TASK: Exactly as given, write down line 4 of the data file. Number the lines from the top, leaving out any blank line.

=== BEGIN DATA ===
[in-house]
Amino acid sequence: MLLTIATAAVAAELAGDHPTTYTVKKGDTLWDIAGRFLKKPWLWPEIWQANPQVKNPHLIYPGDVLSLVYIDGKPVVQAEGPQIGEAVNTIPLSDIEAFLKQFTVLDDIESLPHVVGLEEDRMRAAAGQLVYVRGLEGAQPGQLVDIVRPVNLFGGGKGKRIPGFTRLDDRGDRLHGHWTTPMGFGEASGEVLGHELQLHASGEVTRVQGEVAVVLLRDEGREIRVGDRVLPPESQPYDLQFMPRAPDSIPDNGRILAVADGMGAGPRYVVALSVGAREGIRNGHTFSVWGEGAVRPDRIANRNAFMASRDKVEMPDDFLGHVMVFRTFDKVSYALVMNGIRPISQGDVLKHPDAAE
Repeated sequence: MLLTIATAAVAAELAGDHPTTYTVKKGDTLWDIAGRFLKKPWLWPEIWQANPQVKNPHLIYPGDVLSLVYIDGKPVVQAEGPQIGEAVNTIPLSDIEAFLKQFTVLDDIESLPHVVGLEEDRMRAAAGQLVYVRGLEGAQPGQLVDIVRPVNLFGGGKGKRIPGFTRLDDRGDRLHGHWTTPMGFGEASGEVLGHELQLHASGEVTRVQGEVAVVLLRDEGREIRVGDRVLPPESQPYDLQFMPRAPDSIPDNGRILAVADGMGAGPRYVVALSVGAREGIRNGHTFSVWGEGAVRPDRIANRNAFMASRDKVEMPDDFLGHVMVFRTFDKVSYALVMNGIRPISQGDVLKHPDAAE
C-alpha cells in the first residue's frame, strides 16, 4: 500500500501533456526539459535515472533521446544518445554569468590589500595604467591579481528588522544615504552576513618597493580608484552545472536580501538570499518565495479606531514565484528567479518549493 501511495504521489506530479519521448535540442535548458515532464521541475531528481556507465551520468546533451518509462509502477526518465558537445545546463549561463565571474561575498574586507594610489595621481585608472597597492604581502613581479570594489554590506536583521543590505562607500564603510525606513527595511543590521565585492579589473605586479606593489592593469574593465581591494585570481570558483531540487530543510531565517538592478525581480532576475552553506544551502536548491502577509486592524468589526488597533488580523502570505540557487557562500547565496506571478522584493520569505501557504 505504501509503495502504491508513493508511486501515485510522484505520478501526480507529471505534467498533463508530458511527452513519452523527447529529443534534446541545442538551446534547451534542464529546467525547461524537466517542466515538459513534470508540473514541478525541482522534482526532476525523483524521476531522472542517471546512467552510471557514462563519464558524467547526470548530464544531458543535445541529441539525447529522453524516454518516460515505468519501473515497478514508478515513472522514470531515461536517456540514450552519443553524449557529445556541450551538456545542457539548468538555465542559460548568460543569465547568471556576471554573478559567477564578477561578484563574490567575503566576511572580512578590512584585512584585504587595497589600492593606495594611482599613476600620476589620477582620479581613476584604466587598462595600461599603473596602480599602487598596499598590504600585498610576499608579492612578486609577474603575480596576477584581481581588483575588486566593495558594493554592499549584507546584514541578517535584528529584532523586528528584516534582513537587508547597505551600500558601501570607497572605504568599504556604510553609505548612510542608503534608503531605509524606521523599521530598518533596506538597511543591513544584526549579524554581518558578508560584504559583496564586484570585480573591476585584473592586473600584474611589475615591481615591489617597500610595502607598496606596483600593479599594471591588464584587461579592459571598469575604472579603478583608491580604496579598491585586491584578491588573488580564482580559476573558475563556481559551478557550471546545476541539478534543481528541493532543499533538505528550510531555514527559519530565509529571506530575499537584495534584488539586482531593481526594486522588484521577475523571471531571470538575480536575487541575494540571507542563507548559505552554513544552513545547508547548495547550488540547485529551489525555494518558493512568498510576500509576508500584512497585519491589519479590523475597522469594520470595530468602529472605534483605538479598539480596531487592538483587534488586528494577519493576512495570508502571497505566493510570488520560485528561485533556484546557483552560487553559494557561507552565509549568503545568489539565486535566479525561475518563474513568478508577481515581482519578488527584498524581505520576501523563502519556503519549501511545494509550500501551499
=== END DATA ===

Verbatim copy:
C-alpha cells in the first residue's frame, strides 16, 4: 500500500501533456526539459535515472533521446544518445554569468590589500595604467591579481528588522544615504552576513618597493580608484552545472536580501538570499518565495479606531514565484528567479518549493 501511495504521489506530479519521448535540442535548458515532464521541475531528481556507465551520468546533451518509462509502477526518465558537445545546463549561463565571474561575498574586507594610489595621481585608472597597492604581502613581479570594489554590506536583521543590505562607500564603510525606513527595511543590521565585492579589473605586479606593489592593469574593465581591494585570481570558483531540487530543510531565517538592478525581480532576475552553506544551502536548491502577509486592524468589526488597533488580523502570505540557487557562500547565496506571478522584493520569505501557504 505504501509503495502504491508513493508511486501515485510522484505520478501526480507529471505534467498533463508530458511527452513519452523527447529529443534534446541545442538551446534547451534542464529546467525547461524537466517542466515538459513534470508540473514541478525541482522534482526532476525523483524521476531522472542517471546512467552510471557514462563519464558524467547526470548530464544531458543535445541529441539525447529522453524516454518516460515505468519501473515497478514508478515513472522514470531515461536517456540514450552519443553524449557529445556541450551538456545542457539548468538555465542559460548568460543569465547568471556576471554573478559567477564578477561578484563574490567575503566576511572580512578590512584585512584585504587595497589600492593606495594611482599613476600620476589620477582620479581613476584604466587598462595600461599603473596602480599602487598596499598590504600585498610576499608579492612578486609577474603575480596576477584581481581588483575588486566593495558594493554592499549584507546584514541578517535584528529584532523586528528584516534582513537587508547597505551600500558601501570607497572605504568599504556604510553609505548612510542608503534608503531605509524606521523599521530598518533596506538597511543591513544584526549579524554581518558578508560584504559583496564586484570585480573591476585584473592586473600584474611589475615591481615591489617597500610595502607598496606596483600593479599594471591588464584587461579592459571598469575604472579603478583608491580604496579598491585586491584578491588573488580564482580559476573558475563556481559551478557550471546545476541539478534543481528541493532543499533538505528550510531555514527559519530565509529571506530575499537584495534584488539586482531593481526594486522588484521577475523571471531571470538575480536575487541575494540571507542563507548559505552554513544552513545547508547548495547550488540547485529551489525555494518558493512568498510576500509576508500584512497585519491589519479590523475597522469594520470595530468602529472605534483605538479598539480596531487592538483587534488586528494577519493576512495570508502571497505566493510570488520560485528561485533556484546557483552560487553559494557561507552565509549568503545568489539565486535566479525561475518563474513568478508577481515581482519578488527584498524581505520576501523563502519556503519549501511545494509550500501551499